Discovery offers hope for a pharmaceutical intervention to treat some forms of retinitis pigmentosa
Gene mutations that impair the ability of photoreceptor cells to properly dispose of waste - and as a result cause the blinding eye disease retinitis pigmentosa - have been identified by vision researchers at the University of Utahs Moran Eye Center. The discovery raises concerns that carbonic anhydrase inhibitors (medications often used to treat both heart and eye diseases) may adversely affect vision. The study is published in the November 24, 2004 online version of the journal Human Molecular Genetics.
Retinitis pigmentosa (RP) is one of the most common causes of blindness. It affects one in 3,500 people or approximately two million people worldwide. Patients with RP typically are diagnosed with night blindness and, as the disease progresses, they eventually lose all of their peripheral vision and a significant portion of their central vision.
A new molecular player involved in T cell activation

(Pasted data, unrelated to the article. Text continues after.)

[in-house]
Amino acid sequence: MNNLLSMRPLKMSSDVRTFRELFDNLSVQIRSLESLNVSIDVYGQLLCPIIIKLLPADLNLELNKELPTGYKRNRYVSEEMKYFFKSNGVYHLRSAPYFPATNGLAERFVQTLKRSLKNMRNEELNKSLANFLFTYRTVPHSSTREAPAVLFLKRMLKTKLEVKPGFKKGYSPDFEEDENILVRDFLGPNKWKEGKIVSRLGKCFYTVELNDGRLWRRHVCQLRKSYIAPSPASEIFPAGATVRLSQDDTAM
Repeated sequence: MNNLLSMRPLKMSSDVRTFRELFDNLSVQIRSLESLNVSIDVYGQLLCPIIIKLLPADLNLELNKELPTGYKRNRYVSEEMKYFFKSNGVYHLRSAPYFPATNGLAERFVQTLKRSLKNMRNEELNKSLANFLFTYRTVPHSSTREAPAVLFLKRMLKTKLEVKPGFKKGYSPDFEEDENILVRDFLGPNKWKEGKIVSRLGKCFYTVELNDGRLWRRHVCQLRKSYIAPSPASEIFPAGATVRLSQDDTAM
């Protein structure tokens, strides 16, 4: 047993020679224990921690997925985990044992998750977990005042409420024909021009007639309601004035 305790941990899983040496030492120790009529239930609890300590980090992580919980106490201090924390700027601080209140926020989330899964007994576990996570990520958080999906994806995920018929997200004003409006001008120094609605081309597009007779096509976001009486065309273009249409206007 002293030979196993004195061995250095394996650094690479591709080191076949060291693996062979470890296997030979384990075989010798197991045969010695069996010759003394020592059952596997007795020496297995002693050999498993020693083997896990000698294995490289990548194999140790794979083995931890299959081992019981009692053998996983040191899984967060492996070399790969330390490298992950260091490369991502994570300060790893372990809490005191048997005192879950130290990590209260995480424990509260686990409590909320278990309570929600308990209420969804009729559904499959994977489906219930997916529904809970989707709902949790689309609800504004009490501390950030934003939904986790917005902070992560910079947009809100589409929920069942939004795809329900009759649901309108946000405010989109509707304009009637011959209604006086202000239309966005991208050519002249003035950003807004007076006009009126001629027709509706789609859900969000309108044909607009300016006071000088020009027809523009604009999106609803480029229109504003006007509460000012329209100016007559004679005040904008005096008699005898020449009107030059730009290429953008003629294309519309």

07.12.2018 | Tokyo Institute of Technology
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07.12.2018 | Julius-Maximilians-Universität Würzburg
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Scientists at the University of Stuttgart and the Karlsruhe Institute of Technology (KIT) succeed in important further development on the way to quantum Computers.
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Scientists from the Theory Department of the Max Planck Institute for the Structure and Dynamics of Matter (MPSD) at the Center for Free-Electron Laser Science (CFEL) in Hamburg have shown through theoretical calculations and computer simulations that the force between electrons and lattice distortions in an atomically thin two-dimensional superconductor can be controlled with virtual photons. This could aid the development of new superconductors for energy-saving devices and many other technical applications.
The vacuum is not empty. It may sound like magic to laypeople but it has occupied physicists since the birth of quantum mechanics.
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